by Patrick Hoffman on 05/15/11 at 04:49 PM ET
If you are a New York Rangers’ fan and you watched Game 1 between the Boston Bruins and Tampa Bay Lightning last night, then you must know that I am referring to the Bruins’ power play.
In last night’s 5-2 Game 1 loss to the Lightning, the Bruins’ power play was simply atrocious. They were not enough pucks thrown on net and there was certainly way too much puck movement. All in all, it led to an 0-4 night with the man advantage on what could/should have been a difference maker for the Bruins.
While the Lightning certainly did a good job of blocking shots last night when they were killing penalties, the Bruins did not throw enough pucks on net with the man advantage. Too often, they either missed the net, had trouble handling the puck in the slot or at the point or they simply chose to pass instead of shoot.
This led to the other problem: too much puck movement. While it is important to move the puck around to help get guys open whether it is at the point or in the slot, the Bruins’ overdid it and practically wasted their time on the power play and hurt themselves by not being able to do anything with the four power plays they were given.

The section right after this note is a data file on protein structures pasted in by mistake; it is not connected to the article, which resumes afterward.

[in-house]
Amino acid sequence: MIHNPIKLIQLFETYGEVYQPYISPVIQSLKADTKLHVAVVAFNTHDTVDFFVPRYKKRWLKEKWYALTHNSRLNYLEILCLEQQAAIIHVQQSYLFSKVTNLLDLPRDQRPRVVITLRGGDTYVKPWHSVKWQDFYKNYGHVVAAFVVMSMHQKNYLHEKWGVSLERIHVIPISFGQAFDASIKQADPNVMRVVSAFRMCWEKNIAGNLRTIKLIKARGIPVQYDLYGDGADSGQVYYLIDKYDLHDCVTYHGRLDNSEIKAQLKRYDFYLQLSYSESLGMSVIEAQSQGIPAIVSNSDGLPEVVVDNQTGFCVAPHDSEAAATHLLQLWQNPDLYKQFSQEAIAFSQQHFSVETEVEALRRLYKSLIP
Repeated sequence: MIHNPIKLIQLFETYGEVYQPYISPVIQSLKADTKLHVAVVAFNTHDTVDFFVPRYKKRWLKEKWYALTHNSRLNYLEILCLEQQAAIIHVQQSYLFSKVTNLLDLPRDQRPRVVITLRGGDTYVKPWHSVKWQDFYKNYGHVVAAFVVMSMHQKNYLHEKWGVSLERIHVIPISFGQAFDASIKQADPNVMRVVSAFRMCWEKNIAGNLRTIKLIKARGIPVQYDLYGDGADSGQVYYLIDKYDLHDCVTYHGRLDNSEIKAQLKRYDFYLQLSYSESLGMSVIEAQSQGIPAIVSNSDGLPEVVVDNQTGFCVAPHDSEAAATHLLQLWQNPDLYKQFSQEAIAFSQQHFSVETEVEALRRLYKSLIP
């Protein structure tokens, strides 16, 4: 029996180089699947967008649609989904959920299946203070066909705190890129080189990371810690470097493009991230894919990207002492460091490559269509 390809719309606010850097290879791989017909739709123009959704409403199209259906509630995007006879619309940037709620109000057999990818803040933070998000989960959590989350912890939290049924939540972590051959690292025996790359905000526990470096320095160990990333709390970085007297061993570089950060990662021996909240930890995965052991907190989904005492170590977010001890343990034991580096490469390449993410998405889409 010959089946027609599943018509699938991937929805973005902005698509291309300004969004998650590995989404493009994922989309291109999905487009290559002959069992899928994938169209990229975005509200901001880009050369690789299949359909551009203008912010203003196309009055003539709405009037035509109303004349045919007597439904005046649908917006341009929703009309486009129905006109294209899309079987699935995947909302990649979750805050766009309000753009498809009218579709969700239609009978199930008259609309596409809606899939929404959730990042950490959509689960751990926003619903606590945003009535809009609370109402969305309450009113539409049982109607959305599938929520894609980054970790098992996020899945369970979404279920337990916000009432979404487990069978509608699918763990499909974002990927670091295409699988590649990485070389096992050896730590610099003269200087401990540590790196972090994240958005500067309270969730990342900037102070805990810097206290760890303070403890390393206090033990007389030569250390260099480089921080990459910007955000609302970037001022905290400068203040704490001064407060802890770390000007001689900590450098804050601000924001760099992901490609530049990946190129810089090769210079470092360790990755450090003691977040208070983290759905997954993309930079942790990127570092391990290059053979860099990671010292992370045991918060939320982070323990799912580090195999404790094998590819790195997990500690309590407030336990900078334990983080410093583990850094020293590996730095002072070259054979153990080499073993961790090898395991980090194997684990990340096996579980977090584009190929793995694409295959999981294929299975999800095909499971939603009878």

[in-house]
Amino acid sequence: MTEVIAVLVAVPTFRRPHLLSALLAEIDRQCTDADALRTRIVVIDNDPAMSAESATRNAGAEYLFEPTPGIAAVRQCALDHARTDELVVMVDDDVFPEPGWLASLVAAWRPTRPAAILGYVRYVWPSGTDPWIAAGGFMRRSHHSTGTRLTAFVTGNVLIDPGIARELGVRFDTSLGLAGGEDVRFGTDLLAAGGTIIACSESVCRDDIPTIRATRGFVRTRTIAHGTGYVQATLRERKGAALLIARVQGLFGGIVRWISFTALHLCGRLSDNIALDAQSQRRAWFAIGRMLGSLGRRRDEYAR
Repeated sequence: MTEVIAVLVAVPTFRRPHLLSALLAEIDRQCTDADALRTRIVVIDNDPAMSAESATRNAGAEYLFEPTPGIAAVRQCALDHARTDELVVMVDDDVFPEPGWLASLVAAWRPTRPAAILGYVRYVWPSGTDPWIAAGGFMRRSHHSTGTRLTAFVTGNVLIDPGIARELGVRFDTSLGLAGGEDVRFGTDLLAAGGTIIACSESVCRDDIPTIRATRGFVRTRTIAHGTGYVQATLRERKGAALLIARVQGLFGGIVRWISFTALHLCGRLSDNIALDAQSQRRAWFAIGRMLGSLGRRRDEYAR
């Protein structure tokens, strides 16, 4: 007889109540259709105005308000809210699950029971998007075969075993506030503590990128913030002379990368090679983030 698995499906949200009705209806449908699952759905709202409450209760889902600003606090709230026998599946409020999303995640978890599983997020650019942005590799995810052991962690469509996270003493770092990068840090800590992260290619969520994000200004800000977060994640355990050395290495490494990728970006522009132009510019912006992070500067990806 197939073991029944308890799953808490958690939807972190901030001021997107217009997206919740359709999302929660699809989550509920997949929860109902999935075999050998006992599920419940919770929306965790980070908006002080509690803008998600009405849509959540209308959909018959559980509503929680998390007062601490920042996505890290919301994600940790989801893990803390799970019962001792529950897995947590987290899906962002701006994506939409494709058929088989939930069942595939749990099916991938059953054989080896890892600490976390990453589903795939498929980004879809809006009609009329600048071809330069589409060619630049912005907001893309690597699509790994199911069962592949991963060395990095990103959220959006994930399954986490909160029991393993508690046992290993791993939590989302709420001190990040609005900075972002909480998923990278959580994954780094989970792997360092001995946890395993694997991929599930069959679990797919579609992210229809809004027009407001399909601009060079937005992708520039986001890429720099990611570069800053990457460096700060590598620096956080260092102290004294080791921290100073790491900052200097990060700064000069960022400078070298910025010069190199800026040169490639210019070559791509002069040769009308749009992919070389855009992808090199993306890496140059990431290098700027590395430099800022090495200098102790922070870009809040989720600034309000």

Doesn’t this sound all too familiar? This is exactly what the Rangers did on their power plays this season and it ended up hurting them when it mattered most, the Stanley Cup Playoffs.
Simply put, the Bruins need to change this fast and figure out ways to put the puck in the net with the man advantage because if they don’t, it will hurt them in the long run.
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Patrick has a tremendous passion for hockey. Besides covering the Rangers and the NHL for Kukla's Korner, you can also find Patrick's work over at Sportsnet.ca, The Red Light District Hockey Blog, NHL Home Ice, and Liam Maguire's Ultimate Hockey web site.
Prior to writing for the above mentioned outlets, you could find Patrick's musings at hockey web sites/outlets such as TheHockeyNews.com, TheFourthPeriod.com, Spector's Hockey, Hokeja Vestnesis, Blueshirt Bulletin, SNYRangersBlog.com and many more.
For questions, comments and hip checks, feel free to e-mail Patrick at email@example.com.